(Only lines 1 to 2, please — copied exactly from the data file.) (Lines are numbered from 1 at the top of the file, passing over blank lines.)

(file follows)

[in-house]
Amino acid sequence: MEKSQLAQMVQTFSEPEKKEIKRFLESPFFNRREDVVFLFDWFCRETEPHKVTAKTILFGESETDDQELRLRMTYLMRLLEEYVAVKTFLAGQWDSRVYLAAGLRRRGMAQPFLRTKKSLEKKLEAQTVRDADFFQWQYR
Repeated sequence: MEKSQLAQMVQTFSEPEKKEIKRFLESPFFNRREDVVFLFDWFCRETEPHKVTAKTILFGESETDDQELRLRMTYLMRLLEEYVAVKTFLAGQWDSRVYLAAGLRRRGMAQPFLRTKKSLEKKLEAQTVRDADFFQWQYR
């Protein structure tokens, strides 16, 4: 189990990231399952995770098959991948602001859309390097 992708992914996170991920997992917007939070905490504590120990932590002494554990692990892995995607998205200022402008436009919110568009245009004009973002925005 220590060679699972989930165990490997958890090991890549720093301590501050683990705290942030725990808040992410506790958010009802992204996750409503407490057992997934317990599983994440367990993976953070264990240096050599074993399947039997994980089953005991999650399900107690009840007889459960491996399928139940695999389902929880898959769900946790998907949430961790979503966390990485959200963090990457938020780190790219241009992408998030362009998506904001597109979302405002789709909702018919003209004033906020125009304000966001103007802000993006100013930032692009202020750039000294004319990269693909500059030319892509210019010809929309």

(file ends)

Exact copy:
[in-house]
Amino acid sequence: MEKSQLAQMVQTFSEPEKKEIKRFLESPFFNRREDVVFLFDWFCRETEPHKVTAKTILFGESETDDQELRLRMTYLMRLLEEYVAVKTFLAGQWDSRVYLAAGLRRRGMAQPFLRTKKSLEKKLEAQTVRDADFFQWQYR